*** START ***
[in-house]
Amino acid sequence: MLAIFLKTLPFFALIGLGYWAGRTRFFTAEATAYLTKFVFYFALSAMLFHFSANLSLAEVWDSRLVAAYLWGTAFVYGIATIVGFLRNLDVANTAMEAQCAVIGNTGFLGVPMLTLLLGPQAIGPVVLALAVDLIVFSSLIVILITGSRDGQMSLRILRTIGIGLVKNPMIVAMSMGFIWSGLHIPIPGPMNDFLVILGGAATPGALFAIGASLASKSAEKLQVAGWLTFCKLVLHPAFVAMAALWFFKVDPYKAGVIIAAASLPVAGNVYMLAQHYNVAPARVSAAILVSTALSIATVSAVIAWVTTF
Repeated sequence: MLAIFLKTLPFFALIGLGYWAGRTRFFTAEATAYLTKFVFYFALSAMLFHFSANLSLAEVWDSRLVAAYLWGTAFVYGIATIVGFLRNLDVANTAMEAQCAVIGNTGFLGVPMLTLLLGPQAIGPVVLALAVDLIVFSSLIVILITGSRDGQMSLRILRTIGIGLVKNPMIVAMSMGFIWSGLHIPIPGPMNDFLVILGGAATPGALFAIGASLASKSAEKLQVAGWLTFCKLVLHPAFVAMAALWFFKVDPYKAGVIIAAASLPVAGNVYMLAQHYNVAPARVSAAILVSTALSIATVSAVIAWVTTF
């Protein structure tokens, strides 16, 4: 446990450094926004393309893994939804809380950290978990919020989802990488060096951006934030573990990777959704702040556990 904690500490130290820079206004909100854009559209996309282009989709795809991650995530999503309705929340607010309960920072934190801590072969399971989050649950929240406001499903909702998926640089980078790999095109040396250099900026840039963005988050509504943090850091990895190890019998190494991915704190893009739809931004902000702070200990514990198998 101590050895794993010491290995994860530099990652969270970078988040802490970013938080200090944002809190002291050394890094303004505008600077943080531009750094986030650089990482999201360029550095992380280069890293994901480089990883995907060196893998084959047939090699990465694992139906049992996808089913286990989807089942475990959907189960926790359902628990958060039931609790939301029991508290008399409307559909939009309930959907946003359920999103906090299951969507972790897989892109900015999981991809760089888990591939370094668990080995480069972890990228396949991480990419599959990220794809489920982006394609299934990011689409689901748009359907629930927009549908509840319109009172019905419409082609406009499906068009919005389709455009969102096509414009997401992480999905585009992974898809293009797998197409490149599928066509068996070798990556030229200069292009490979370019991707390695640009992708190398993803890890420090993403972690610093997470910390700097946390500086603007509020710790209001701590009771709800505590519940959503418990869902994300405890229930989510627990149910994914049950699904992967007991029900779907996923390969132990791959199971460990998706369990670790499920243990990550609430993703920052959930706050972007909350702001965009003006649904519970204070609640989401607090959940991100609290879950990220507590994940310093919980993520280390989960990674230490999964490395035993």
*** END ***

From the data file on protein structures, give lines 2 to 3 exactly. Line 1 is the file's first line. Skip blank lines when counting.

Amino acid sequence: MLAIFLKTLPFFALIGLGYWAGRTRFFTAEATAYLTKFVFYFALSAMLFHFSANLSLAEVWDSRLVAAYLWGTAFVYGIATIVGFLRNLDVANTAMEAQCAVIGNTGFLGVPMLTLLLGPQAIGPVVLALAVDLIVFSSLIVILITGSRDGQMSLRILRTIGIGLVKNPMIVAMSMGFIWSGLHIPIPGPMNDFLVILGGAATPGALFAIGASLASKSAEKLQVAGWLTFCKLVLHPAFVAMAALWFFKVDPYKAGVIIAAASLPVAGNVYMLAQHYNVAPARVSAAILVSTALSIATVSAVIAWVTTF
Repeated sequence: MLAIFLKTLPFFALIGLGYWAGRTRFFTAEATAYLTKFVFYFALSAMLFHFSANLSLAEVWDSRLVAAYLWGTAFVYGIATIVGFLRNLDVANTAMEAQCAVIGNTGFLGVPMLTLLLGPQAIGPVVLALAVDLIVFSSLIVILITGSRDGQMSLRILRTIGIGLVKNPMIVAMSMGFIWSGLHIPIPGPMNDFLVILGGAATPGALFAIGASLASKSAEKLQVAGWLTFCKLVLHPAFVAMAALWFFKVDPYKAGVIIAAASLPVAGNVYMLAQHYNVAPARVSAAILVSTALSIATVSAVIAWVTTF